The City of Seattle has seen a recent increase in complaints about trash and illegal dumping on public property. This increase is attributable not only to encampment residents who have limited means to remove garbage, but also people who are housed, who may find it acceptable to illegally dump unwanted items near encampments or public rights-of-way in general. The City is concentrating on addressing trash and associated public health hazards to provide a cleaner, safer environment for both people living unsheltered and the community at-large.
In addition to providing intensive individualized outreach to people living unsheltered, with the goal of helping them find a stable home, the City is ramping up our efforts to keep our streets, parks and other open spaces clean through the activation of the City’s Emergency Operations Center to accelerate and coordinate our response to the homelessness crisis in Seattle.
For years, individual departments have responded to this issue as it impacts property under their authority, occasionally coordinating efforts. Working together through the EOC, Seattle Public Utilities, Seattle Parks and Recreation, Seattle Department of Transportation, and Finance and Administrative Services, and occasionally WSDOT, are synchronizing the response to quickly address problem areas, both at encampments and on public property where people dump trash. These efforts are integrated with the work of the Navigation Team, specially trained Seattle Police officers and outreach workers who go into unauthorized encampments and work with individuals to get them services and shelter alternatives.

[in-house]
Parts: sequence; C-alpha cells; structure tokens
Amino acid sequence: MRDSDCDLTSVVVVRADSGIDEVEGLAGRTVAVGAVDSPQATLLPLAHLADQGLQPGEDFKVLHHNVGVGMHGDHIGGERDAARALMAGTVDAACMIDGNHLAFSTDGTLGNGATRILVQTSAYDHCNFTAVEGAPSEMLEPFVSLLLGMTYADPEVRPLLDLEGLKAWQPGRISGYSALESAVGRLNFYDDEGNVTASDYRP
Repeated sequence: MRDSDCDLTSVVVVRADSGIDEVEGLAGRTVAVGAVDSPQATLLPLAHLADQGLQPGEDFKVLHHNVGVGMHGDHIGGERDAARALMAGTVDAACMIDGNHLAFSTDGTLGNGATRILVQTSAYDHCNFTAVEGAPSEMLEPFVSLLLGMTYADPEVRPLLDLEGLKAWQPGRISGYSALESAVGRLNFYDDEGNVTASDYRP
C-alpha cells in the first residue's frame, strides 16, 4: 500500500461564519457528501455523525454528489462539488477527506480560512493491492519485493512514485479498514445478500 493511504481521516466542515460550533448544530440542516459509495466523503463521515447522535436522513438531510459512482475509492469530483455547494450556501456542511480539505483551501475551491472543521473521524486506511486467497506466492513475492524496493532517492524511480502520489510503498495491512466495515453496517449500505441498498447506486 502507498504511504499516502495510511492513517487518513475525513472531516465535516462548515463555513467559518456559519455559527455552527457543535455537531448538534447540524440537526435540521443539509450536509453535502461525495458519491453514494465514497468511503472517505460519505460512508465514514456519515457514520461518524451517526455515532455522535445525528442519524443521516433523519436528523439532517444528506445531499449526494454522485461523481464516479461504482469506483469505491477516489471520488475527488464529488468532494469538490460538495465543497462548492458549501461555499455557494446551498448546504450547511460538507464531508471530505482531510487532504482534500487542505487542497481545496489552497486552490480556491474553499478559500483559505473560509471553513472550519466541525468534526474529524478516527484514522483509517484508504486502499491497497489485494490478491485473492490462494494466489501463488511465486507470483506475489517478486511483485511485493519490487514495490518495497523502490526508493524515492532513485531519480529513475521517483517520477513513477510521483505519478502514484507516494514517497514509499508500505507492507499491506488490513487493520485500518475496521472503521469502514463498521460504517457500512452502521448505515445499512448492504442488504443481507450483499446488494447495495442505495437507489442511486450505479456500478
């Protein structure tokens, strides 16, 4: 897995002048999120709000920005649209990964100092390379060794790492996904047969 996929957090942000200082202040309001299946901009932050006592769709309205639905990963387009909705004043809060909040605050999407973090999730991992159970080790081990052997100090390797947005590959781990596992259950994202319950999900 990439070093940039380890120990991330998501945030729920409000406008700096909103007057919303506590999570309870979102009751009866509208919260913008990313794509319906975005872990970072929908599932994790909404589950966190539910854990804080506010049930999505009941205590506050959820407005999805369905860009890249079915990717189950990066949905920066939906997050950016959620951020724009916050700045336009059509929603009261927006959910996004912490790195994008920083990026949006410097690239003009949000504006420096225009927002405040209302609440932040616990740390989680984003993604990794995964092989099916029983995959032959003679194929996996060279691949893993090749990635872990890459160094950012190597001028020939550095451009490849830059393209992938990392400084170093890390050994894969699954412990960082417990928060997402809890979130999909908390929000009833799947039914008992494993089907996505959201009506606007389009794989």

These efforts are in addition to SPU’s long-standing Illegal Dumping program, and several pilot programs launched in 2016 to target specific issues that have increased due to both the homelessness crisis and the growing heroin epidemic. The four programs are described below.
Illegal Dumping Program
For more than 30 years, the SPU’s Illegal Dumping program has responded to reports of junk, garbage or debris left on public property, including roadsides, open streets and paved alleys. Most commonly reported items include TVs and computers; furniture; paints, solvents and other potentially hazardous liquids; tires; garbage; yard waste; and construction debris.